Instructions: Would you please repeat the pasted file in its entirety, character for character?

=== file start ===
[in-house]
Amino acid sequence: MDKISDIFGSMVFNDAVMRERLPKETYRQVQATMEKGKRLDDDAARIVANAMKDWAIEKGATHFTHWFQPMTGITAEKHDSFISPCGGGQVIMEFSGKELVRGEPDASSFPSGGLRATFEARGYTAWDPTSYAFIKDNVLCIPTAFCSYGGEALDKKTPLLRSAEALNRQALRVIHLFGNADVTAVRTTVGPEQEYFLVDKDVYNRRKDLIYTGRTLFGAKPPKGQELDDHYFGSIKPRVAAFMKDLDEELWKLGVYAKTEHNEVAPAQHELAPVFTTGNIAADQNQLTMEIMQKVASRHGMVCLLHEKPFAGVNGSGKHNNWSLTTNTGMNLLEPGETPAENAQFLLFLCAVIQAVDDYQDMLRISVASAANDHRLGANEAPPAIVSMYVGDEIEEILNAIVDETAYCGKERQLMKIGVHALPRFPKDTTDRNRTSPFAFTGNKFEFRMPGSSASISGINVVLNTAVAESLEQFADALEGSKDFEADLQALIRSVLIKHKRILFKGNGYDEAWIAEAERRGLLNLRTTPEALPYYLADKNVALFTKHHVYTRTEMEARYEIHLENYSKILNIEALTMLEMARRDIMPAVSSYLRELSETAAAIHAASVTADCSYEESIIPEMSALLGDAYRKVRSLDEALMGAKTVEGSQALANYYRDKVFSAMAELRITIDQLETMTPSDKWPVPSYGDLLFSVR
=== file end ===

[in-house]
Amino acid sequence: MDKISDIFGSMVFNDAVMRERLPKETYRQVQATMEKGKRLDDDAARIVANAMKDWAIEKGATHFTHWFQPMTGITAEKHDSFISPCGGGQVIMEFSGKELVRGEPDASSFPSGGLRATFEARGYTAWDPTSYAFIKDNVLCIPTAFCSYGGEALDKKTPLLRSAEALNRQALRVIHLFGNADVTAVRTTVGPEQEYFLVDKDVYNRRKDLIYTGRTLFGAKPPKGQELDDHYFGSIKPRVAAFMKDLDEELWKLGVYAKTEHNEVAPAQHELAPVFTTGNIAADQNQLTMEIMQKVASRHGMVCLLHEKPFAGVNGSGKHNNWSLTTNTGMNLLEPGETPAENAQFLLFLCAVIQAVDDYQDMLRISVASAANDHRLGANEAPPAIVSMYVGDEIEEILNAIVDETAYCGKERQLMKIGVHALPRFPKDTTDRNRTSPFAFTGNKFEFRMPGSSASISGINVVLNTAVAESLEQFADALEGSKDFEADLQALIRSVLIKHKRILFKGNGYDEAWIAEAERRGLLNLRTTPEALPYYLADKNVALFTKHHVYTRTEMEARYEIHLENYSKILNIEALTMLEMARRDIMPAVSSYLRELSETAAAIHAASVTADCSYEESIIPEMSALLGDAYRKVRSLDEALMGAKTVEGSQALANYYRDKVFSAMAELRITIDQLETMTPSDKWPVPSYGDLLFSVR